"The Weather Balloon Project"
The students planned the launch of the balloon using Google Maps, the CUSF Landing Predictor and terminal area charts of the San Francisco Bay Area. They also programmed the camera to take pictures every couple of seconds , and installed InstaMapper software to track the balloon’s trajectory.
I found Tania Branigan's Guardian article on China's coming demographic spasm really interesting. China's One Child policy means that there's a giant cohort of imminent retirees and a much smaller group of young adults of working age who'll have to support them. Combine that with the tradition (and law) of filial piety, which puts responsibility for the elderly on their children, increased life-expectancy, and a shame-taboo against retirement homes, and you've got the makings of some very turbulent times ahead.
China's economic miracle has been fuelled by its "demographic dividend": an unusually high proportion of working age citizens. That population bulge is becoming a problem as it ages. In 2000 there were six workers for every over-60. By 2030, there will be barely two.
Other countries are also ageing and have far lower birth rates. But China is the first to face the issue before it has developed – and the shift is two to three times as fast.
"China is unique: she is getting older before she has got rich," said Wang Dewen, of the World Bank's China social protection team.
Tens of millions of workers have migrated to the cities, creating an even worse imbalance in rural areas which already suffer low incomes, poor public services and minimal social security.
Most old people there rely on their own labour and their children. China not only needs to support more older people for longer, but to extend support to new parts of society. World Bank researchers point to promising advances, such as the national rural pension scheme and the expansion of health insurance.
China can help deal with increased costs by raising its retirement age; at present, only about a fifth of urban women are still working at 55. Improving education should also raise productivity. Some experts believe such measures will be enough to wipe out the "demographic debt". Others wonder if China will begin to welcome immigrants.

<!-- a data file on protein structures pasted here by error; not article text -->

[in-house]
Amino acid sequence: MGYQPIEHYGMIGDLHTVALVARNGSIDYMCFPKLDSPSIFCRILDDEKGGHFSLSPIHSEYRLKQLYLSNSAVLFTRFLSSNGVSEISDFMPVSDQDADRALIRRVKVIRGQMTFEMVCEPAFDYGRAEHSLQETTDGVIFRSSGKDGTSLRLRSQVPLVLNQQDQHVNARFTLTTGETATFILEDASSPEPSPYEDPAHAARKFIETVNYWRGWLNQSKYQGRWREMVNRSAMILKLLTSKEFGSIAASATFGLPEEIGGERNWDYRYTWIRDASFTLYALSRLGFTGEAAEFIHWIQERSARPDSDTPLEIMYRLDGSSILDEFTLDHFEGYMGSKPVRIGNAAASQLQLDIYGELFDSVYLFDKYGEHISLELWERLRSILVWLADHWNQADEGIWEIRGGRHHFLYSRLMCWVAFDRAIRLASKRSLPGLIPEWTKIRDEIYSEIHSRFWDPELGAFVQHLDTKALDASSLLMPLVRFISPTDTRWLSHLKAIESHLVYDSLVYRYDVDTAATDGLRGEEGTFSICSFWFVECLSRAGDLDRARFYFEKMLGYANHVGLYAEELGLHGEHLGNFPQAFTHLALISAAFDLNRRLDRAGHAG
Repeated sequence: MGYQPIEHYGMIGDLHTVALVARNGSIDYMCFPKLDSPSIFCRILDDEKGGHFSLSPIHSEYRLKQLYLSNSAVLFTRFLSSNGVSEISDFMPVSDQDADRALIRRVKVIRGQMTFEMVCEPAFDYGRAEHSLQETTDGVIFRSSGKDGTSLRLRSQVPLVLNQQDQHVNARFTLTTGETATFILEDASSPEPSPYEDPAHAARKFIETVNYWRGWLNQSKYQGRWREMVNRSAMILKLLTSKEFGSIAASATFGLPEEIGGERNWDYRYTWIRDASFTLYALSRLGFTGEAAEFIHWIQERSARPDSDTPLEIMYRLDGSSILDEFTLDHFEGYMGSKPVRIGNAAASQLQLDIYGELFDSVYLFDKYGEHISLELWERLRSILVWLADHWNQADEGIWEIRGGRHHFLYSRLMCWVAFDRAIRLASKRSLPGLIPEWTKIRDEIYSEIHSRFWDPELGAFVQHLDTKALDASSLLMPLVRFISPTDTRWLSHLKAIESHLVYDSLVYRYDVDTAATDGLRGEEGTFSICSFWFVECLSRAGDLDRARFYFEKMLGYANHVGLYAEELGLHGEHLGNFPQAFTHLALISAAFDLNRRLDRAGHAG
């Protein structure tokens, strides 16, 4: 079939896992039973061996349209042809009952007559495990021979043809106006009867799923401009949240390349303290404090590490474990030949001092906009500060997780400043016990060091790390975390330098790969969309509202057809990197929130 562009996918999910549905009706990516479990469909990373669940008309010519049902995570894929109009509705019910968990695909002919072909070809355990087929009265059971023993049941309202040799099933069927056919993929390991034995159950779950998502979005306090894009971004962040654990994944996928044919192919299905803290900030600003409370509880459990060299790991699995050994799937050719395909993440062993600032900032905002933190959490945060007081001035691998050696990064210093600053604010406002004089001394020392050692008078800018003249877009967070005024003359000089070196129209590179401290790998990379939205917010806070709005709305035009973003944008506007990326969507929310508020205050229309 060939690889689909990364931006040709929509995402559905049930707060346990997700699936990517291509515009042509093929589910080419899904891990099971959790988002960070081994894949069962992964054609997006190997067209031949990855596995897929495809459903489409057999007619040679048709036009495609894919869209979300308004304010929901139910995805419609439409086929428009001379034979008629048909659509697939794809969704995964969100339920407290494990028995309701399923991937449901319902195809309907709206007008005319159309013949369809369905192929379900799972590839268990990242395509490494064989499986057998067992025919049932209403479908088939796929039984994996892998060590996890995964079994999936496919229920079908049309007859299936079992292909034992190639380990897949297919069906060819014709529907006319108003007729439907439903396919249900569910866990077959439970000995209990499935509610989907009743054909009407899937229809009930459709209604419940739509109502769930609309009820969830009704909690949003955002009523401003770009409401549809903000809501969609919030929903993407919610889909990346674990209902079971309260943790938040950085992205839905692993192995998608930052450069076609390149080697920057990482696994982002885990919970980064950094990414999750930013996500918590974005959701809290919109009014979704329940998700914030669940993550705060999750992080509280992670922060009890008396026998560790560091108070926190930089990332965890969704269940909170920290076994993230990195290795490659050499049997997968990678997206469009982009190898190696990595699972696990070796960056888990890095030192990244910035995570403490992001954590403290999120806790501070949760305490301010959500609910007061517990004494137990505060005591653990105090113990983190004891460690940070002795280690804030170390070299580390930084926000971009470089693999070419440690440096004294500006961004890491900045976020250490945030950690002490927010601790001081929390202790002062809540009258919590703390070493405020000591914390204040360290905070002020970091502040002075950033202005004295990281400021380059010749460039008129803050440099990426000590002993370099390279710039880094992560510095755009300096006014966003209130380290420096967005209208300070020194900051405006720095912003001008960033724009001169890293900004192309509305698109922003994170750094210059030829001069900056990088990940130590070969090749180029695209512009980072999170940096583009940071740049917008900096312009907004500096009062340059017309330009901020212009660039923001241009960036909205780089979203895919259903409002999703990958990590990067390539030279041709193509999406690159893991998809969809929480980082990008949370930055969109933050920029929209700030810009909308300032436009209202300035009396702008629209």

"SimCity Gameplay Lead Dan Moskowitz describes the concepts of Resources, Units, Maps, and Agents and how they affect the complex simulation behind SimCity."
SimCity Insider's Look GlassBox Game Engine
Hugh Atkin's "Will The Real Mitt Romney Please Stand Up" is a virtuoso feat of mashuperry, turning the Republican candidate into a politicized Eminem impersonator.
Will The Real Mitt Romney Please Stand Up (feat. Eminem) (Thanks, Fipi Lele!)
Here's a 3-part series on Robert Crumb's comments on dozens of "the famous and infamous," compiled from a large number of interviews. I find it fascinating and I often (but not always) agree with him.
Robert: "I love Burroughs also; a great writer. But his best writing is his straight-ahead prose. He wrote all this crazy fantasy stuff, which I think he was encouraged to do by this other beatnik writer, Brian Gyson, who, for some reason Burroughs admired. Gyson was, I think, a jive-ass, bullshit kind of guy. Burroughs, I think he lacked confidence in his own writing, because when he wrote straight prose it didn’t sell well. When he wrote Junky, and that came out, it didn’t sell well in the beginning. And then he wrote this other book, Queer, around the same time in the early ’50s and he couldn’t even get that published. That wasn’t published until the 1980s. And Queer is a great book. Both Junky and Queer are great. They’re both written in this very dry, prose style. And his little thin book called the Yage Letters, which were letters he wrote back to Allen Ginsburg while he was in South America looking for this psychedelic Yage plant. That’s a great book; great stuff. But the problem is, there’s not enough of that, not enough of his straight-ahead prose. He just didn’t think it was any good because he either couldn’t get it published or it didn’t sell. So then he wrote this gimmicky thing called Naked Lunch, which is mostly fantasy stuff and not very interesting to me, and that sold well. He made his reputation on Naked Lunch.
Robert: "I never could get interested in that comic strip. What’s it called? [Doonesbury] I can’t remember the name of it. I just never could get interested in it. I could never read one of his strips to the end. Those sleepy-eyed characters, I just found the drawing style so annoying I couldn’t even read it. It just puts me off."